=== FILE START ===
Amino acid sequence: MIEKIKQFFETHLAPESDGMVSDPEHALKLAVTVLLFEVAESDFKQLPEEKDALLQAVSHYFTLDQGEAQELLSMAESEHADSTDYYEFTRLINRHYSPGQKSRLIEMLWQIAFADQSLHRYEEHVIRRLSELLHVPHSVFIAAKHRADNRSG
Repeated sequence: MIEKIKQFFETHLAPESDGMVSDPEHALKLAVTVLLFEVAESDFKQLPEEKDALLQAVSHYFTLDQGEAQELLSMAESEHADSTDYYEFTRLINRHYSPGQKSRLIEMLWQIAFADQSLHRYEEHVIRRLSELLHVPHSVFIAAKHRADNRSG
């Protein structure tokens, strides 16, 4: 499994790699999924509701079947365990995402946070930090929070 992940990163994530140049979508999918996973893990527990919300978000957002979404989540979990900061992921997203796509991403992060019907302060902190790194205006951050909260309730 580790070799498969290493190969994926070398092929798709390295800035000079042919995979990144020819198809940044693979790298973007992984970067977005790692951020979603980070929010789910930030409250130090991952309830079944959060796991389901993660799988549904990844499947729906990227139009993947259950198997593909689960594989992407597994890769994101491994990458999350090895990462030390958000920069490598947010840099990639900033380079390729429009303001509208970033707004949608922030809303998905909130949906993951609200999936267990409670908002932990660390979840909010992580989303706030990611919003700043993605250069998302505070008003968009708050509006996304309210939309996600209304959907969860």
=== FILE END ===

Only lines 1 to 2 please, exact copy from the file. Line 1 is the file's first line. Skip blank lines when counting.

Amino acid sequence: MIEKIKQFFETHLAPESDGMVSDPEHALKLAVTVLLFEVAESDFKQLPEEKDALLQAVSHYFTLDQGEAQELLSMAESEHADSTDYYEFTRLINRHYSPGQKSRLIEMLWQIAFADQSLHRYEEHVIRRLSELLHVPHSVFIAAKHRADNRSG
Repeated sequence: MIEKIKQFFETHLAPESDGMVSDPEHALKLAVTVLLFEVAESDFKQLPEEKDALLQAVSHYFTLDQGEAQELLSMAESEHADSTDYYEFTRLINRHYSPGQKSRLIEMLWQIAFADQSLHRYEEHVIRRLSELLHVPHSVFIAAKHRADNRSG